A more well known example of historical research and archives impact the plot of works of fantasy can be seen in Lord of the Rings.  Upon learning of the ring held by Bilbo/Frodo Gandalf travels to Minas Tirith in Gondor to research the One Ring. There Lord Denethor grudgingly allowed Gandalf to search among his hoarded scrolls and books. There he found the description of the One Ring written by Isildore.

 This research takes Gandalf 17 years to complete in the books and is shown as a brief clip in the Fellowship of the Ring movie.  Tolkien uses Gandalf's time in the 'archive' and reliance upon historical sources to advance his plot.  It is Gandalf's historical research that eventually allows him to discover how to 'test' the ring held by Frodo. 

Archives, historical research, and other avenues of examining the past often appear in works of fantasy.  Fantasy worlds by their very nature have unique (as in following accepted history) histories. This uniqueness often requires authors to explore the past of a world in a preface, through stories/oral histories, or devices such as archives.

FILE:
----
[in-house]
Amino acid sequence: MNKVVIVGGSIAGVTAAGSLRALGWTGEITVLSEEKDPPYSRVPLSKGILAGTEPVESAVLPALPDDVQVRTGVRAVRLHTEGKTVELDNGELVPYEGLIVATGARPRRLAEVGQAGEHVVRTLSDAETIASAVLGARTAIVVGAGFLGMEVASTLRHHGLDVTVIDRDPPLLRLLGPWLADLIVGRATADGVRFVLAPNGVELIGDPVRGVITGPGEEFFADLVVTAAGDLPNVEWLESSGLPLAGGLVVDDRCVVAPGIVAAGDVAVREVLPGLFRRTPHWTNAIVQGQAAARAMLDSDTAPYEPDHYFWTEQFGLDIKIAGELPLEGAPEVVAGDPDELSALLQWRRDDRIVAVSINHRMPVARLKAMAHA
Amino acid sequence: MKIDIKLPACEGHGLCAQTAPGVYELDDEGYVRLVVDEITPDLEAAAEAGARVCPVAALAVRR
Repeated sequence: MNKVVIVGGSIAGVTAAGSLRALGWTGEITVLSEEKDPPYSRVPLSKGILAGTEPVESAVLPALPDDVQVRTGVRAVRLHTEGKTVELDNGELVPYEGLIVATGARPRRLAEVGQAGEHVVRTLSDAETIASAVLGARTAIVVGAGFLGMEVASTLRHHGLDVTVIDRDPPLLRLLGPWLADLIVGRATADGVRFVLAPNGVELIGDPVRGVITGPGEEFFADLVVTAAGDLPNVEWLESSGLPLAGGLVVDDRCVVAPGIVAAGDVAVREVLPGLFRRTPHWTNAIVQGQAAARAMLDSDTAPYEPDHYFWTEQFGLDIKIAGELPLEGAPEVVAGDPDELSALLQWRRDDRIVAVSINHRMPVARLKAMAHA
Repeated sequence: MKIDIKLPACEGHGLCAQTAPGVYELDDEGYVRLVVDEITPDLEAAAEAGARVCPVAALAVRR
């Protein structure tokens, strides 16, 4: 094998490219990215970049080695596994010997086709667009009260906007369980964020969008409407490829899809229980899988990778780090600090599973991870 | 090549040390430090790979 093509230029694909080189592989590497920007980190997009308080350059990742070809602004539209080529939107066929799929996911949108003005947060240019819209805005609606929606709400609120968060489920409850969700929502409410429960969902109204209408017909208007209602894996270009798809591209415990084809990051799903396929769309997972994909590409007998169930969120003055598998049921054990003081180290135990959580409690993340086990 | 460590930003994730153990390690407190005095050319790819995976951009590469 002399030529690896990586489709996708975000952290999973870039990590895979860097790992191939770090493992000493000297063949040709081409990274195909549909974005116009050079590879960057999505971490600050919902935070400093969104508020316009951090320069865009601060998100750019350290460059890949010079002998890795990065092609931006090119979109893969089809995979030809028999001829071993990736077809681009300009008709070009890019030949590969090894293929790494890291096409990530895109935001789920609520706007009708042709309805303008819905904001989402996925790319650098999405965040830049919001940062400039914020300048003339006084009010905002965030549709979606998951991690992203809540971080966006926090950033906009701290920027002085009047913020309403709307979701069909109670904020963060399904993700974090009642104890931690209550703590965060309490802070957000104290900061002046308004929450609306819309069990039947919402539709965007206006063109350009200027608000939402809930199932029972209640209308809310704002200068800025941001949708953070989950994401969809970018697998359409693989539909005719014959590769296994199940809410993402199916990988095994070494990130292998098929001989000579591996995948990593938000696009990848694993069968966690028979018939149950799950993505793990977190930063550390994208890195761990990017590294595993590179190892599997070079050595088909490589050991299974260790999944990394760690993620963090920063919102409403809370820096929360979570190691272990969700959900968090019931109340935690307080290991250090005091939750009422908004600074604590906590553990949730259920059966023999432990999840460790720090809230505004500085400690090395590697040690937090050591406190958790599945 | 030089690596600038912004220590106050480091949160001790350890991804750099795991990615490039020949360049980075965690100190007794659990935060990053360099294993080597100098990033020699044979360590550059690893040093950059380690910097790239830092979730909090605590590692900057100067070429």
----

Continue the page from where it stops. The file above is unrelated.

Thursday, April 5, 2012

Historical Photographs: Insight and Value

The April/May issue of Canada's History Magazine contains a short article by Paul Jones, which highlights the ability of photographs to speak to the past.  In "Roots: Understanding Family Photos", Jones deconstructs a photograph of his wife's ancestors.  This deconstruction allows Jones to date the photograph, provide a location of the photograph, and the entire process provides him further insight into the family's actions.

Jones' experience brought two things to my mind: the importance of documenting your family photographs and the usefulness of photographs as historical sources.   Documenting your photographs (in pencil or non-corrosive ink of course) with the date, names of people in the photograph, photographer name, and location/event can be invaluable to later generations and historians.  Provenance is what creates great artifacts and allows heritage organizations to properly credit and describe their collections.  Documenting your family photographs can make correctly remembering events a lot easier.

Holland House Library, 1940
Photographs can contain a wealth of historical information. Roland Barthe's Camera Lucida notes "The important thing is that a photograph posses an evidential force, and that its testimony bears not on the object but on the photograph, the power of authentication exceeds the power of representation."  Photography allows for types of representation and interpretation that do not exist in written works.  Photographs can be used to examine no longer existing persons and structures - developments in built heritage are often tracked through period photographs.  Styles in fashion, social conduct, and family structure are all captured by photographs.